The World Resources Institute’s Sustainability Initiative seeks to align the Institute’s business practices with its mission. Using research and expertise from staff to guide us, WRI is committed to reducing the environmental and social impact of its operations.
Walking the talk on...
At its core, environmental democracy involves three mutually reinforcing rights: the ability for people to freely access information on environmental quality and problems, to participate meaningfully in decision-making, and to seek enforcement of environmental laws or compensation for damages
The United Nations Environment Programme (UNEP) released its first-ever access to information policy last week. The pilot policy—which will be revised after its first year—aims to “enhance transparency and openness” in the organization’s work. But despite its noble aspirations, the policy falls far short of providing true transparency.
More than 70 percent of Samarinda’s land (the capital of Indonesia’s East Kalimantan province) is allocated to mining concessions, and little information is provided to citizens on companies’ compliance to safety and environmental health rules.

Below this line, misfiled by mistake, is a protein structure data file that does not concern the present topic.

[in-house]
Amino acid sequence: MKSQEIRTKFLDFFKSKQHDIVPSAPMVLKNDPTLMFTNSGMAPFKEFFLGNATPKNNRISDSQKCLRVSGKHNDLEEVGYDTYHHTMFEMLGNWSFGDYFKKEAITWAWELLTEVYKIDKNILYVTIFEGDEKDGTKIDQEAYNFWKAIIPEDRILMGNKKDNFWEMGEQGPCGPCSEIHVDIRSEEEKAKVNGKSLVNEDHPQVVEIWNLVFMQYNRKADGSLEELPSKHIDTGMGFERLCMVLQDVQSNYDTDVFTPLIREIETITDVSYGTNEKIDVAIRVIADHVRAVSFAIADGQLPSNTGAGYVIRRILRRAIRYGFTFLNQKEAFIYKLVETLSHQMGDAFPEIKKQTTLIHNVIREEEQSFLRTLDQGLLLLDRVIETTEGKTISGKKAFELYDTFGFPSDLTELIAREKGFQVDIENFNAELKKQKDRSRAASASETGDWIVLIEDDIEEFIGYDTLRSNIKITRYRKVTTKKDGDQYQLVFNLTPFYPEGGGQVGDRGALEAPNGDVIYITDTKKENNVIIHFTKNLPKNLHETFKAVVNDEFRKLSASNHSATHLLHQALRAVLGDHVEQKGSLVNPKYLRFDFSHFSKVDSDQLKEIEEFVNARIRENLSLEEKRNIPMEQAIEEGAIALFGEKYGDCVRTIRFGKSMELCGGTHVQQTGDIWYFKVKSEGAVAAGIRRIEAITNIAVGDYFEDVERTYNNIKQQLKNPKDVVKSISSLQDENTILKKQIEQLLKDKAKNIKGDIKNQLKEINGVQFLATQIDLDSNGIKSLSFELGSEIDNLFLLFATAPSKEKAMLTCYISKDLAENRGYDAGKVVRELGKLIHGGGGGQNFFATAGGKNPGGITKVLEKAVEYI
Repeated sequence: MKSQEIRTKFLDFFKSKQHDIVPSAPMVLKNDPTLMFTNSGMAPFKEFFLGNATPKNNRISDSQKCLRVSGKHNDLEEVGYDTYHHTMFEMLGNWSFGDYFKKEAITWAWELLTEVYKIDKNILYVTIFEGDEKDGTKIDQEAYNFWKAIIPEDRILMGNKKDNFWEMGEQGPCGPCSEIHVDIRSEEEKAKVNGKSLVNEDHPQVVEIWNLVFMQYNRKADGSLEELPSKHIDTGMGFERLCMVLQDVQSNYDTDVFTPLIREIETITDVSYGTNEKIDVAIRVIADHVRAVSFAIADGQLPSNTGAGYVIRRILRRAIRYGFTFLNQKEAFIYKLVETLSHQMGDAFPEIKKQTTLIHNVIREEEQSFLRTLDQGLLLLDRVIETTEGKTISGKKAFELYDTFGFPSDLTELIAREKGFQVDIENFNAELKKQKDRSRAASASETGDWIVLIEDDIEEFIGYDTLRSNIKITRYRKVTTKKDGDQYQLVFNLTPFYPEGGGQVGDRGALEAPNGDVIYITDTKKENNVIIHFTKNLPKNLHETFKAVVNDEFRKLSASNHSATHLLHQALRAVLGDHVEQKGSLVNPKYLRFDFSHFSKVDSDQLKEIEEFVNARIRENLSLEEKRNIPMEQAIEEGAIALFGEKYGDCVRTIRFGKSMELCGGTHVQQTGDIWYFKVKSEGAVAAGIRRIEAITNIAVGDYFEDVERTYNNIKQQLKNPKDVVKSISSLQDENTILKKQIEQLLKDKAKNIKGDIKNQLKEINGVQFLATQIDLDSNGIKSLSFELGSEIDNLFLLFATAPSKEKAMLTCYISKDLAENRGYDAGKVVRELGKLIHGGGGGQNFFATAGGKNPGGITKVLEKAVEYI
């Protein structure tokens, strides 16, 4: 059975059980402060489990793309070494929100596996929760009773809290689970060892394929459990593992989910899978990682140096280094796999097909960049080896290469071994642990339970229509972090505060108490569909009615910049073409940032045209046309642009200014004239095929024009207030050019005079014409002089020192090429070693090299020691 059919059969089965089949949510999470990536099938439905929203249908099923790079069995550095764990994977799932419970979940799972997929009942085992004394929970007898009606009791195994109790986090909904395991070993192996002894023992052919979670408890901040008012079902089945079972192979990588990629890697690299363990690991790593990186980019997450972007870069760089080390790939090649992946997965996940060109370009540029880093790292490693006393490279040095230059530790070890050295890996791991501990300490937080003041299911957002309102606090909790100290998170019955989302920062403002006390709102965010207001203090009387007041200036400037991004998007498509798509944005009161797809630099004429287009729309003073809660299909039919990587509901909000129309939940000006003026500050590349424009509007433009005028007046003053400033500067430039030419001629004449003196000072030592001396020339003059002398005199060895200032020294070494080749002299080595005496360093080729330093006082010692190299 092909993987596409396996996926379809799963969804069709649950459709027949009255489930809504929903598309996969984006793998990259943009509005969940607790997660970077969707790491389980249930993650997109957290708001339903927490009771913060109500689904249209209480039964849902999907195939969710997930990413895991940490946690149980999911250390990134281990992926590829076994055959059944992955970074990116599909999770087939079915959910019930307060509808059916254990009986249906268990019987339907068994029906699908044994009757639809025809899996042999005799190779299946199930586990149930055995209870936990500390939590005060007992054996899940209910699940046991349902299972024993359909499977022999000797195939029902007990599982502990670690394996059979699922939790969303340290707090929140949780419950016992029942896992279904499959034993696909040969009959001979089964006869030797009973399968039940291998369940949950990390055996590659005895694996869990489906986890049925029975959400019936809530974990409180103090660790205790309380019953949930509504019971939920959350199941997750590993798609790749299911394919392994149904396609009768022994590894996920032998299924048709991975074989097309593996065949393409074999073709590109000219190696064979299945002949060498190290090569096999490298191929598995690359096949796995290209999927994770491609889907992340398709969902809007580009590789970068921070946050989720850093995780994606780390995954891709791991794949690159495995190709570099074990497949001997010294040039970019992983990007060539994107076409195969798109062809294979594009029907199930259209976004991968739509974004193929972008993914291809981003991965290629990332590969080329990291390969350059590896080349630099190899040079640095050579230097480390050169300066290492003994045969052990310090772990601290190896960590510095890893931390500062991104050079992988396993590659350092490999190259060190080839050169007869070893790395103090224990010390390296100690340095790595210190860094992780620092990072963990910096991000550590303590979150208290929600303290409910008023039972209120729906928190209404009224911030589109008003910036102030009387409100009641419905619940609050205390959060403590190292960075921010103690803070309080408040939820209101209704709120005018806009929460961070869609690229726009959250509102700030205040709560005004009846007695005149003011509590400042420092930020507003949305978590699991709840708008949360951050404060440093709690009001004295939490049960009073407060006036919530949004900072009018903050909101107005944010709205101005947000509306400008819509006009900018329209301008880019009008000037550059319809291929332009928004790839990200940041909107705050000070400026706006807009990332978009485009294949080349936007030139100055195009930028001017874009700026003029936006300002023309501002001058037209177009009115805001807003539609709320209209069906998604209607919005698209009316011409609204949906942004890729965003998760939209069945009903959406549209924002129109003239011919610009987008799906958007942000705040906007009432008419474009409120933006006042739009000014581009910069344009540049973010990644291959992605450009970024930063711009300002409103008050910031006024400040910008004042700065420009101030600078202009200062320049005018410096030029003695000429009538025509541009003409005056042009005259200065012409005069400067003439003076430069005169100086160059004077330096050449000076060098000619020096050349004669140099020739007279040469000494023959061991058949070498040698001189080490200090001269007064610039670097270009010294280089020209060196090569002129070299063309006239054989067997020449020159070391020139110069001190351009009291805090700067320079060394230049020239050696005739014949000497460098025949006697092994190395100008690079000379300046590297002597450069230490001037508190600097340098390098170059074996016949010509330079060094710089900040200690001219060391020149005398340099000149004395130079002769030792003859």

In the hopes of preventing mining fatalities, the Mining Advocacy Network (JATAM), a group of Indonesian NGOs and community organizations, requested information from the Indonesian government to determine what companies were doing to mitigate mines’ environmental and health impacts. This process prompted the STRIPE project, which will focus on building strong civil society coalitions to advocate for corporate disclosure of information.
Laws that ensure access to information provide citizens with the right to crucial facts and data, including those about natural resources that are critical to livelihoods. These transparency laws are the cornerstone of good governance, which all governments have a duty to respect, protect, and fulfill. With the goal to improve governance, The Access Initiative (TAI) successfully influenced a model African Union access-to-information law, as well as a new United Nations Environment Programme (UNEP) access-to-information policy.
WRI is the Secretariat of TAI, the largest network in the world dedicated to ensuring that citizens have the right and ability to influence decisions about the natural resources that sustain their communities.
International and regional institutions, such as UNEP and the African Union, have wide-reaching effects that shape national policies. However, without robust access-to-information policies, UNEP and the African Union lacked practical means of ensuring that their decisions consider sustainable development concerns and the interests of the poor.